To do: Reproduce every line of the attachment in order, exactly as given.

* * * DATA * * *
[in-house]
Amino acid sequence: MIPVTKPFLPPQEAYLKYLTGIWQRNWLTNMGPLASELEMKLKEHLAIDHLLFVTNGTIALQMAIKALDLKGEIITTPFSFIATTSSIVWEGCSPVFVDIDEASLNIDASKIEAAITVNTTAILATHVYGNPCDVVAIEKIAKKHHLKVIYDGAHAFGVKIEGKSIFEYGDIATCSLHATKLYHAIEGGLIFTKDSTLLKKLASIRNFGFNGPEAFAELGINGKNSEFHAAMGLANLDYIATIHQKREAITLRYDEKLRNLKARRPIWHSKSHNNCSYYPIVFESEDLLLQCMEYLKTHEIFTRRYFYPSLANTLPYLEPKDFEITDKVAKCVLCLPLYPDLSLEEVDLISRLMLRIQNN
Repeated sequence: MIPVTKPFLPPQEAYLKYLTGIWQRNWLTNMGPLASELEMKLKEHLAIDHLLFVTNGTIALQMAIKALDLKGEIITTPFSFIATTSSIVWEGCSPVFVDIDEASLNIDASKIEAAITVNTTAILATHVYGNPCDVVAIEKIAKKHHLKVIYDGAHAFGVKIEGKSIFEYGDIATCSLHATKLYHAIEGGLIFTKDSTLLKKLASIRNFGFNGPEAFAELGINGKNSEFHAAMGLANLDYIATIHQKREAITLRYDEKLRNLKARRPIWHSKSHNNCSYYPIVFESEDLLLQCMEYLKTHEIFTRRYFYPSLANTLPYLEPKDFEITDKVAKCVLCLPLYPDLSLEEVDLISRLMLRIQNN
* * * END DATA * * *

[in-house]
Amino acid sequence: MIPVTKPFLPPQEAYLKYLTGIWQRNWLTNMGPLASELEMKLKEHLAIDHLLFVTNGTIALQMAIKALDLKGEIITTPFSFIATTSSIVWEGCSPVFVDIDEASLNIDASKIEAAITVNTTAILATHVYGNPCDVVAIEKIAKKHHLKVIYDGAHAFGVKIEGKSIFEYGDIATCSLHATKLYHAIEGGLIFTKDSTLLKKLASIRNFGFNGPEAFAELGINGKNSEFHAAMGLANLDYIATIHQKREAITLRYDEKLRNLKARRPIWHSKSHNNCSYYPIVFESEDLLLQCMEYLKTHEIFTRRYFYPSLANTLPYLEPKDFEITDKVAKCVLCLPLYPDLSLEEVDLISRLMLRIQNN
Repeated sequence: MIPVTKPFLPPQEAYLKYLTGIWQRNWLTNMGPLASELEMKLKEHLAIDHLLFVTNGTIALQMAIKALDLKGEIITTPFSFIATTSSIVWEGCSPVFVDIDEASLNIDASKIEAAITVNTTAILATHVYGNPCDVVAIEKIAKKHHLKVIYDGAHAFGVKIEGKSIFEYGDIATCSLHATKLYHAIEGGLIFTKDSTLLKKLASIRNFGFNGPEAFAELGINGKNSEFHAAMGLANLDYIATIHQKREAITLRYDEKLRNLKARRPIWHSKSHNNCSYYPIVFESEDLLLQCMEYLKTHEIFTRRYFYPSLANTLPYLEPKDFEITDKVAKCVLCLPLYPDLSLEEVDLISRLMLRIQNN